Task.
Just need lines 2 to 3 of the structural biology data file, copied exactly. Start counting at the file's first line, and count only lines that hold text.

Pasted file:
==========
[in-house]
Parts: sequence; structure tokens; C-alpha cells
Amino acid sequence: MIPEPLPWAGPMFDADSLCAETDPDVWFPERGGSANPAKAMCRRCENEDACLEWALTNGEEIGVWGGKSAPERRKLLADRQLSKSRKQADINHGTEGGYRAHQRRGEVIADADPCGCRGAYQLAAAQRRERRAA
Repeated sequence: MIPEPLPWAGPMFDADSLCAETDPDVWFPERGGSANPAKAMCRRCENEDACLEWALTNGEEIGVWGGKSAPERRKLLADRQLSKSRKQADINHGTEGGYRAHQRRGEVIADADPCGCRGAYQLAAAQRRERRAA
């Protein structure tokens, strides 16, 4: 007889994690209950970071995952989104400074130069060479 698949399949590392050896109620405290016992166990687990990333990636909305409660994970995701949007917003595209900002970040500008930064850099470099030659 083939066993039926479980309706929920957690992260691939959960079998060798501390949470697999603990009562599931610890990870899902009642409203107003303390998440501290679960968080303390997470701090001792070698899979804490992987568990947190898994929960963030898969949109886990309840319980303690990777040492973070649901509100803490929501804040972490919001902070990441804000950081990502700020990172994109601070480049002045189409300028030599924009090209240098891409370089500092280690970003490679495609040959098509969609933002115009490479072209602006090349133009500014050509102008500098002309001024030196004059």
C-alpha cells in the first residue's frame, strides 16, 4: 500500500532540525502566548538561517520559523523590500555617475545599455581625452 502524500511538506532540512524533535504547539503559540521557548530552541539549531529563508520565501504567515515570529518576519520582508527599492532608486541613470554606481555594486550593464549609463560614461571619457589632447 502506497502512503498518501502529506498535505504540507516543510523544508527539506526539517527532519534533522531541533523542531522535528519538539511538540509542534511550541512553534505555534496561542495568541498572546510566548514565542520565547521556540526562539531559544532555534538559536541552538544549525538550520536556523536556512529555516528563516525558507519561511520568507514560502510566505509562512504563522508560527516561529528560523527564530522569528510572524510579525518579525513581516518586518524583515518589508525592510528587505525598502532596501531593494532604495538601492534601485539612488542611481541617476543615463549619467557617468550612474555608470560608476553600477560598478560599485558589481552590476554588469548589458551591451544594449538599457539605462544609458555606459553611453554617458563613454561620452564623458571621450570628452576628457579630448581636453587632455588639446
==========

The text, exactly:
Parts: sequence; structure tokens; C-alpha cells
Amino acid sequence: MIPEPLPWAGPMFDADSLCAETDPDVWFPERGGSANPAKAMCRRCENEDACLEWALTNGEEIGVWGGKSAPERRKLLADRQLSKSRKQADINHGTEGGYRAHQRRGEVIADADPCGCRGAYQLAAAQRRERRAA